Drinking cultures and change- local, national and global


The series of papers in this issue of Drugs: Education Prevention and Policy is a collection of work emanating from the June 2015 meeting of the Kettil Bruun Society for Social and Epidemiological Research on Alcohol, held in Munich. The topic of “drinking cultures” was a consistently reflected-on theme throughout the conference; in part due to widespread reports of a reduction in levels of drinking across many western countries over the past ten years. In particular, significant decreases in the frequency and quantity of drinking among young people has been reported across more than 20 countries that have traditionally been conceptualised as both ‘wet’ and ‘dry’ societies (see also de Looze et al., 2015; Pennay, Livingston, & MacLean, 2015). Given the wide-ranging nature of declines in drinking across cultures, researchers are at a loss to explain what might be happening, with traditional explanations such as changes in policy, price and availability not being able to account for these shifts (Livingston, 2014; Pennay et al., 2015).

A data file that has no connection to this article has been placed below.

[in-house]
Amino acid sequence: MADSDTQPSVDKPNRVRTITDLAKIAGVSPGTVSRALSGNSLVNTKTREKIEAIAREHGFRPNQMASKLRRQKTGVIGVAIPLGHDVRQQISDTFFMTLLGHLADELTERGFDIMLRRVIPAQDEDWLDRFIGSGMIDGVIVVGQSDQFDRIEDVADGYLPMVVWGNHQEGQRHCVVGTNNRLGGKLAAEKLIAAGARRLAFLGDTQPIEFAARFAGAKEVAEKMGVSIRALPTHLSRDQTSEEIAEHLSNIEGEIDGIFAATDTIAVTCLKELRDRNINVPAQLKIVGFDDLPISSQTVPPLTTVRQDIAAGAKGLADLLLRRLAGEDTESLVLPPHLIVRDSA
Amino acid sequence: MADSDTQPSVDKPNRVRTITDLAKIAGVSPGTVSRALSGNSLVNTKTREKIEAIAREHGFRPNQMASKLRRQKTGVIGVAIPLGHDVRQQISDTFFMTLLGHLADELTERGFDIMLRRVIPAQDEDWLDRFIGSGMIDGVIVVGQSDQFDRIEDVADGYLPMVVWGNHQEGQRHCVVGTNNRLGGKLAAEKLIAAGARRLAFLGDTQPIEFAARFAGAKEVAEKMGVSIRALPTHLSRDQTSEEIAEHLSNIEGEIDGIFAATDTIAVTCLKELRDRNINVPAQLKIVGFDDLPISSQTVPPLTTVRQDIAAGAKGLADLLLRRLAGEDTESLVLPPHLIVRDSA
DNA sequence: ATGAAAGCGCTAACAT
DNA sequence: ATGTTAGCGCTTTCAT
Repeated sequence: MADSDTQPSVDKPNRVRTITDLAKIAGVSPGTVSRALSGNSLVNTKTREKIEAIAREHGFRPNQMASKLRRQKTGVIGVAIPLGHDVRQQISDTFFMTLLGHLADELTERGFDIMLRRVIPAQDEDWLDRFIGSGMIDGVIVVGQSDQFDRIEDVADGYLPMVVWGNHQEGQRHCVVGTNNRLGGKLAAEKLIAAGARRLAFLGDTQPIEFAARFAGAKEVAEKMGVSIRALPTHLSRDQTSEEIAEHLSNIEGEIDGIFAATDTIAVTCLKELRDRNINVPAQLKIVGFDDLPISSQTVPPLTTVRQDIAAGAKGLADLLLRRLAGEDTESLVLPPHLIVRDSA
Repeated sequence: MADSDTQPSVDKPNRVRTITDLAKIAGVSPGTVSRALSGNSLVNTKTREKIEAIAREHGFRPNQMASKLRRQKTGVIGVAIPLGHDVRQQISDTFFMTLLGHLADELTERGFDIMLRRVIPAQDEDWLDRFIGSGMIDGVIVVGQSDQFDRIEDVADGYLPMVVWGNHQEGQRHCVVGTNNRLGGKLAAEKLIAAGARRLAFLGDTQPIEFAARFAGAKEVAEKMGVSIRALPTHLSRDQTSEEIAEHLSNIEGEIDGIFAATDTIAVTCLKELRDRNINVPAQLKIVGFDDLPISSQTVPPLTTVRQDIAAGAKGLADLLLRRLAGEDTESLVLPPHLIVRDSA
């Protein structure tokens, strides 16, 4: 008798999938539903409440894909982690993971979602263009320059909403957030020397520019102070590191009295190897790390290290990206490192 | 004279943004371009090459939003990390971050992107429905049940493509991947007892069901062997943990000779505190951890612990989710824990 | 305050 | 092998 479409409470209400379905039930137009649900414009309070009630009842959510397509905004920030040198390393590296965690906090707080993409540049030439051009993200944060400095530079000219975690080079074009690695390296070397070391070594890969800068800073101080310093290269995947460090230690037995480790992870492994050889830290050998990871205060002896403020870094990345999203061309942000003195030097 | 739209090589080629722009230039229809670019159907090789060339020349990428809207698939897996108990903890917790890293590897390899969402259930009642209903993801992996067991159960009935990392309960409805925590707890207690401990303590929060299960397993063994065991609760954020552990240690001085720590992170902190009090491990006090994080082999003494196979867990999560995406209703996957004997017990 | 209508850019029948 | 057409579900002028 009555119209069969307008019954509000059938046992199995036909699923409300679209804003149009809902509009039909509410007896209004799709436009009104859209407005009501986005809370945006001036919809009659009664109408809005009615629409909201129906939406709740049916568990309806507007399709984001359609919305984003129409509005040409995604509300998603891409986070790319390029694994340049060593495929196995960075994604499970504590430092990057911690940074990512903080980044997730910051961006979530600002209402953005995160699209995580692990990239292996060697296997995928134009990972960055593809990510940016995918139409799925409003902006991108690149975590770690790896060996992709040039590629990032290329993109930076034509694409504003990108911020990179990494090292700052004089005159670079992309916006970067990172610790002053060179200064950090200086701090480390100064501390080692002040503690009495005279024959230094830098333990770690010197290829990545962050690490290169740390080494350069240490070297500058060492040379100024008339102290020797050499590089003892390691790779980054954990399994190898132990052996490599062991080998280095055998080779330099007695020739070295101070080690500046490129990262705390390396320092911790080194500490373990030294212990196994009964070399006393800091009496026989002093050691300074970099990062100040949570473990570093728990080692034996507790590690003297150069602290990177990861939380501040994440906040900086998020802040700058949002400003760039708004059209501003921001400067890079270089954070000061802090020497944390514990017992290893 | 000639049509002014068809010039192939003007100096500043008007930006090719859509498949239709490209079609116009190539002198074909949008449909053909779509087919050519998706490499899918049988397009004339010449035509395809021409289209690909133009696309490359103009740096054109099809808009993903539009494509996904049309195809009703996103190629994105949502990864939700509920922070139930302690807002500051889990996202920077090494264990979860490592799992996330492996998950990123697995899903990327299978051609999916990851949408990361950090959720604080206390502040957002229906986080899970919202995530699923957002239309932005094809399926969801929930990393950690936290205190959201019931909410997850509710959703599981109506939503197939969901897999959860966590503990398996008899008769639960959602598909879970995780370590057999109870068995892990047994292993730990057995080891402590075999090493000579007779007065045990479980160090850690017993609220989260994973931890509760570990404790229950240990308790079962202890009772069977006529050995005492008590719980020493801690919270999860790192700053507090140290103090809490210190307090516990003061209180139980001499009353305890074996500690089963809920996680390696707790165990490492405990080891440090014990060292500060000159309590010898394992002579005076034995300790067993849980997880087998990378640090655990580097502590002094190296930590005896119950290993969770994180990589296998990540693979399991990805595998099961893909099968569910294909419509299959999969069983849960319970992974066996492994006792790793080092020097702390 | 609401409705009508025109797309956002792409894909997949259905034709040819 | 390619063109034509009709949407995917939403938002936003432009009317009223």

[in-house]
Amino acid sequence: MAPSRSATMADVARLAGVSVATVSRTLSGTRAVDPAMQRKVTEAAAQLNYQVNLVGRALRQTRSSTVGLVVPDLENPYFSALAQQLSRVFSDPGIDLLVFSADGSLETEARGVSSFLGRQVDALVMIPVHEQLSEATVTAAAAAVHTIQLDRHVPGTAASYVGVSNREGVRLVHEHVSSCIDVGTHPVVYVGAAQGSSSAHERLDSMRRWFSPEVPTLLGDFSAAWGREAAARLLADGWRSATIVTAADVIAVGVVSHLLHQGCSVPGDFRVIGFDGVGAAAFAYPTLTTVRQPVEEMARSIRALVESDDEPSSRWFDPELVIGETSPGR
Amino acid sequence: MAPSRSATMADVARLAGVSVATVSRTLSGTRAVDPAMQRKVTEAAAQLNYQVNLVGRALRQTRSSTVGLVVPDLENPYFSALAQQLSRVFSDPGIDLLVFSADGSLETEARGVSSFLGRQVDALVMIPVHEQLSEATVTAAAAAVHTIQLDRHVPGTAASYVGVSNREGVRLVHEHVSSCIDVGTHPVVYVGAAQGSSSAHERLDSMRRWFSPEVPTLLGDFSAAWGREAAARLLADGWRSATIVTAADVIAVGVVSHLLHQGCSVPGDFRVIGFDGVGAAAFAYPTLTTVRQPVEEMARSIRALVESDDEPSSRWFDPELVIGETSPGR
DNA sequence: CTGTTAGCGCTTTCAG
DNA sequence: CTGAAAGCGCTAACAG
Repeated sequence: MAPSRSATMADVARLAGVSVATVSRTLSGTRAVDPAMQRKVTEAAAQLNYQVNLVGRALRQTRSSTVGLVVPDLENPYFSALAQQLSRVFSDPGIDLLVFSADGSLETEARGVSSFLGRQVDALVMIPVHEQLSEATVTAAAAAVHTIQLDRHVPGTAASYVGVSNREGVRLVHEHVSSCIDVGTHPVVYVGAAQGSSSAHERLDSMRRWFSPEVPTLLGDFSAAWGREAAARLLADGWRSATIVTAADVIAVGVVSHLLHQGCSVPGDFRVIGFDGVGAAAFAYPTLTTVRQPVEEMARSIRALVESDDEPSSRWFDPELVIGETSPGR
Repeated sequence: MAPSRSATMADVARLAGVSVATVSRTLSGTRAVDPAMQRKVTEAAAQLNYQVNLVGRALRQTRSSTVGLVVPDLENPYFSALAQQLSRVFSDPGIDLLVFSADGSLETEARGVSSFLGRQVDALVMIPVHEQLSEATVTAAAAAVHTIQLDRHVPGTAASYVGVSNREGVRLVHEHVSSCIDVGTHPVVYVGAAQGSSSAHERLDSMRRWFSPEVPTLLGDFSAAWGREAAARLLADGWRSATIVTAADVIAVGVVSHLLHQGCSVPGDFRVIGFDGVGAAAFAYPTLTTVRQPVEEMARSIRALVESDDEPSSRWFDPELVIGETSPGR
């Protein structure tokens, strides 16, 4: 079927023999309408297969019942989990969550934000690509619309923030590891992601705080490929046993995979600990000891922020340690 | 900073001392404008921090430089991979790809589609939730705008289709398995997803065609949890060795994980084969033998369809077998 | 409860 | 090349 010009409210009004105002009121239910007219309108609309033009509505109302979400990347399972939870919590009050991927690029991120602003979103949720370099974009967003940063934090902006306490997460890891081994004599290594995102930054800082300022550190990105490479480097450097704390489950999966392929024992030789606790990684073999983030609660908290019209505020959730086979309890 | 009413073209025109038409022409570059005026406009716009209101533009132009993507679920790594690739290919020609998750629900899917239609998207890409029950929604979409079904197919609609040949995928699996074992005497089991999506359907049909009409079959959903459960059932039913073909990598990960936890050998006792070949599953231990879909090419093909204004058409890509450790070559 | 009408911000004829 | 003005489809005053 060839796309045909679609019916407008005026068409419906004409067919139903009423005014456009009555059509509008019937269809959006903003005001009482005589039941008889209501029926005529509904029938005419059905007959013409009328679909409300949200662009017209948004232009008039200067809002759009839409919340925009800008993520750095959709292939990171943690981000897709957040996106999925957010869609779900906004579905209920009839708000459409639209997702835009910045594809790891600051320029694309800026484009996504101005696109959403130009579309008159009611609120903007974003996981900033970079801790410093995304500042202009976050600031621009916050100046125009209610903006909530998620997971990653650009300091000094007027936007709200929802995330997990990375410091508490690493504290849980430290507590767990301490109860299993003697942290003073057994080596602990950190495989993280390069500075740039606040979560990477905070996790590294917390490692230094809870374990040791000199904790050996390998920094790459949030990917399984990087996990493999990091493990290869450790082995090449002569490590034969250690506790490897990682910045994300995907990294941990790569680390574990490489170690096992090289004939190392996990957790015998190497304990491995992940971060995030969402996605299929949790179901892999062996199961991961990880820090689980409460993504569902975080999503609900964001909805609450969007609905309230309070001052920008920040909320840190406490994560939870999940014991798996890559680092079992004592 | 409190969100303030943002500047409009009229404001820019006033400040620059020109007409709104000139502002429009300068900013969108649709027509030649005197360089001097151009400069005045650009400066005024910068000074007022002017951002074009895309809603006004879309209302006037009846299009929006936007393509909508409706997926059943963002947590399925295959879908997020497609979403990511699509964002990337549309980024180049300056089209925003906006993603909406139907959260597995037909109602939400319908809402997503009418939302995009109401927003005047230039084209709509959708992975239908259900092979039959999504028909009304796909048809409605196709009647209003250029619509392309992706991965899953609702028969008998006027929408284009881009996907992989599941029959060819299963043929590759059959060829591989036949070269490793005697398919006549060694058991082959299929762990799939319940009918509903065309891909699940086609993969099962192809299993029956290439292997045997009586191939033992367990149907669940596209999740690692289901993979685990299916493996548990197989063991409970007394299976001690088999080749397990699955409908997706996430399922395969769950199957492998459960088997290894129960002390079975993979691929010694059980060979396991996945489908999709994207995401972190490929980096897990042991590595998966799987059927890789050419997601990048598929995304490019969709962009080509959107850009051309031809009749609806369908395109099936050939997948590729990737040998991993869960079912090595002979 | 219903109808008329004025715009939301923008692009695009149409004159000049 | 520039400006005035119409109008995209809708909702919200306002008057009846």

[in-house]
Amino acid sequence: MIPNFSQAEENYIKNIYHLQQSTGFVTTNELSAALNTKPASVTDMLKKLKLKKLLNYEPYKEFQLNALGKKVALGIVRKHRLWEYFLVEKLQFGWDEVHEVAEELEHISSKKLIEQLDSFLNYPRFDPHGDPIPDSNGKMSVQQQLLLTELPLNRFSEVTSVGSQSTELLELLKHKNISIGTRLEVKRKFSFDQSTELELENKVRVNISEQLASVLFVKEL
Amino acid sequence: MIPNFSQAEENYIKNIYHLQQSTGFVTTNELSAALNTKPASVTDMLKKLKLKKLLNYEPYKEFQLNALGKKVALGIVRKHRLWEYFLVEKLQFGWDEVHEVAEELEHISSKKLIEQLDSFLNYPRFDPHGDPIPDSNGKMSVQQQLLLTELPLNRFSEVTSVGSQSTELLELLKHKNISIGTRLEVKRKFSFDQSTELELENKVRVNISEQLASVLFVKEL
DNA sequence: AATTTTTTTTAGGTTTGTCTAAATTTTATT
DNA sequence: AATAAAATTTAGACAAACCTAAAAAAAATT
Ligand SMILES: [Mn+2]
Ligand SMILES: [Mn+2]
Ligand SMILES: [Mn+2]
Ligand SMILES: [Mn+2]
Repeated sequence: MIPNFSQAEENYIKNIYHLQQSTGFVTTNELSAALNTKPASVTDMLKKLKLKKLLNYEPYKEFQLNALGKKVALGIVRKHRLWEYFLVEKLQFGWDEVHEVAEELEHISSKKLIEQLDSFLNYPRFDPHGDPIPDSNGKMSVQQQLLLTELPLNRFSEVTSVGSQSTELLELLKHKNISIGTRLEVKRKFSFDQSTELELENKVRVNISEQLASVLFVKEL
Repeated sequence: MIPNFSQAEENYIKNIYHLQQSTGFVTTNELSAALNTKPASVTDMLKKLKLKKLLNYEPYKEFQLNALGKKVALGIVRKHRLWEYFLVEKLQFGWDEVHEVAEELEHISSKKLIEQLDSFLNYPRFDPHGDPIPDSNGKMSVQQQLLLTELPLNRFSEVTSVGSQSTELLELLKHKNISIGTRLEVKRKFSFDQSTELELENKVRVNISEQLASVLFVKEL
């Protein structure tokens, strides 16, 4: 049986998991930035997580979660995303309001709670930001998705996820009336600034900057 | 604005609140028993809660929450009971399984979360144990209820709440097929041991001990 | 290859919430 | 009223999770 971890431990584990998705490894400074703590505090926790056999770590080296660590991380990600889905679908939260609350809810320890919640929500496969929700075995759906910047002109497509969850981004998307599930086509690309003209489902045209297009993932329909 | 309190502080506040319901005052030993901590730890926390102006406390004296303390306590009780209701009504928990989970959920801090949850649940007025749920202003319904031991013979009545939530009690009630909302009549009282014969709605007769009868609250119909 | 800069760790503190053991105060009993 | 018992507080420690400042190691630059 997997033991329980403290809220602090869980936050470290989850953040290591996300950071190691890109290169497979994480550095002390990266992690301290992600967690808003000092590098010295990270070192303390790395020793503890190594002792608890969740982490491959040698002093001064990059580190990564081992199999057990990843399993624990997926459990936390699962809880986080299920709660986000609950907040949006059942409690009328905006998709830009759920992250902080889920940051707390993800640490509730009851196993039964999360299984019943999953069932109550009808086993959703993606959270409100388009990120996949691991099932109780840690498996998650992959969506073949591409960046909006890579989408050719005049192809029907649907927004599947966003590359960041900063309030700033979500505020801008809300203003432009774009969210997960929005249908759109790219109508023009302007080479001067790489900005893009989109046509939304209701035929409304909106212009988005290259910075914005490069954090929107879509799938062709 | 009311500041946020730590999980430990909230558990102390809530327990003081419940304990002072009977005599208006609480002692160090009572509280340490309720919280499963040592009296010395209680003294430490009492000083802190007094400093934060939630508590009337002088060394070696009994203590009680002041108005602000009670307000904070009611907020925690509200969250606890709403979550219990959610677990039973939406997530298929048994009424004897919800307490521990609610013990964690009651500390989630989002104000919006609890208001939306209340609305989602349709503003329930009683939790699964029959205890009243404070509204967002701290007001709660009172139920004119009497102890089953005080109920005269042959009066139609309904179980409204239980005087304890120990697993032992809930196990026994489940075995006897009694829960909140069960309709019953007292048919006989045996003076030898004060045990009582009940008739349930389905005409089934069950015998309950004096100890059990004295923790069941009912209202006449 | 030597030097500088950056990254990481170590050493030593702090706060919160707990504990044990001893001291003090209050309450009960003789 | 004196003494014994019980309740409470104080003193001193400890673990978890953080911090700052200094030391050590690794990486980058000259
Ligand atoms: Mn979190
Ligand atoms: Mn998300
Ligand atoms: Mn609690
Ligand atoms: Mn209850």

Full reference

Amy Pennay 1 & Robin Room 1

  1. Centre for Alcohol Policy Research, La Trobe University, Melbourne, Victoria


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